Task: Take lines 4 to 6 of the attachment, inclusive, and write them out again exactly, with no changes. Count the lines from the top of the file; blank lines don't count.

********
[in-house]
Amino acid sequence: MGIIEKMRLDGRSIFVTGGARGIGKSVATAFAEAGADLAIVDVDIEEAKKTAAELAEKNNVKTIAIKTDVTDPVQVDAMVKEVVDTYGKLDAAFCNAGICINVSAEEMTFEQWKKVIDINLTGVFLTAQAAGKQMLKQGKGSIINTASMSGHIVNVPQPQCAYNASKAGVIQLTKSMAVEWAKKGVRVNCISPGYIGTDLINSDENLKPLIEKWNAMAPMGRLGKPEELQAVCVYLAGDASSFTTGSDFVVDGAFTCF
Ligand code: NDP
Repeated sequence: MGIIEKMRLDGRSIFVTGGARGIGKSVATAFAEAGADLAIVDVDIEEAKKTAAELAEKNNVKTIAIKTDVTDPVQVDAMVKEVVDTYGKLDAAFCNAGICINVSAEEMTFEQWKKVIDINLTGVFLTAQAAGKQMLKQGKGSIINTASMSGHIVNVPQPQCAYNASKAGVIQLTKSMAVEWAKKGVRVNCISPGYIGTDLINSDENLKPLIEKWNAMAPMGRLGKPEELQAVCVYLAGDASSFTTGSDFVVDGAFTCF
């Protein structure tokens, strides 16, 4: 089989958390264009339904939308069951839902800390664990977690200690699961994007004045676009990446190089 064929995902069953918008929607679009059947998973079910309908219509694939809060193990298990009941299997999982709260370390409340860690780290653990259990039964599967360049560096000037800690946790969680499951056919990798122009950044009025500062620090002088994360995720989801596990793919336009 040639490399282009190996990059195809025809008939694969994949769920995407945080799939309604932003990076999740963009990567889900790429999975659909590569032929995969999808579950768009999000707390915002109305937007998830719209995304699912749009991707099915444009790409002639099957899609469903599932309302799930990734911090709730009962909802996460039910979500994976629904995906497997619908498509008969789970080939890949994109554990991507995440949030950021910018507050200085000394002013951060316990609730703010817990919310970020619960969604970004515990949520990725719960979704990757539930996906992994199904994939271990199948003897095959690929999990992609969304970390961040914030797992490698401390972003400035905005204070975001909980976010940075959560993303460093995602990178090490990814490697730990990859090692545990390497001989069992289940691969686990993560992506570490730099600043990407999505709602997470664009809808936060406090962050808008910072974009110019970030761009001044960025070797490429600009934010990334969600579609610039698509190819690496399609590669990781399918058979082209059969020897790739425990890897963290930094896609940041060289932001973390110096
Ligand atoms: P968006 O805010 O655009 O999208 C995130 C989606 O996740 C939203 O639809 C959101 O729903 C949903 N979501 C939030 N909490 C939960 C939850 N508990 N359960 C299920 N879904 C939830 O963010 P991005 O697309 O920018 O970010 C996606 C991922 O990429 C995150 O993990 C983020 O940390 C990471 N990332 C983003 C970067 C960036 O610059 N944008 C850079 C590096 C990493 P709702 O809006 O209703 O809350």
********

Repeated sequence: MGIIEKMRLDGRSIFVTGGARGIGKSVATAFAEAGADLAIVDVDIEEAKKTAAELAEKNNVKTIAIKTDVTDPVQVDAMVKEVVDTYGKLDAAFCNAGICINVSAEEMTFEQWKKVIDINLTGVFLTAQAAGKQMLKQGKGSIINTASMSGHIVNVPQPQCAYNASKAGVIQLTKSMAVEWAKKGVRVNCISPGYIGTDLINSDENLKPLIEKWNAMAPMGRLGKPEELQAVCVYLAGDASSFTTGSDFVVDGAFTCF
């Protein structure tokens, strides 16, 4: 089989958390264009339904939308069951839902800390664990977690200690699961994007004045676009990446190089 064929995902069953918008929607679009059947998973079910309908219509694939809060193990298990009941299997999982709260370390409340860690780290653990259990039964599967360049560096000037800690946790969680499951056919990798122009950044009025500062620090002088994360995720989801596990793919336009 040639490399282009190996990059195809025809008939694969994949769920995407945080799939309604932003990076999740963009990567889900790429999975659909590569032929995969999808579950768009999000707390915002109305937007998830719209995304699912749009991707099915444009790409002639099957899609469903599932309302799930990734911090709730009962909802996460039910979500994976629904995906497997619908498509008969789970080939890949994109554990991507995440949030950021910018507050200085000394002013951060316990609730703010817990919310970020619960969604970004515990949520990725719960979704990757539930996906992994199904994939271990199948003897095959690929999990992609969304970390961040914030797992490698401390972003400035905005204070975001909980976010940075959560993303460093995602990178090490990814490697730990990859090692545990390497001989069992289940691969686990993560992506570490730099600043990407999505709602997470664009809808936060406090962050808008910072974009110019970030761009001044960025070797490429600009934010990334969600579609610039698509190819690496399609590669990781399918058979082209059969020897790739425990890897963290930094896609940041060289932001973390110096
Ligand atoms: P968006 O805010 O655009 O999208 C995130 C989606 O996740 C939203 O639809 C959101 O729903 C949903 N979501 C939030 N909490 C939960 C939850 N508990 N359960 C299920 N879904 C939830 O963010 P991005 O697309 O920018 O970010 C996606 C991922 O990429 C995150 O993990 C983020 O940390 C990471 N990332 C983003 C970067 C960036 O610059 N944008 C850079 C590096 C990493 P709702 O809006 O209703 O809350």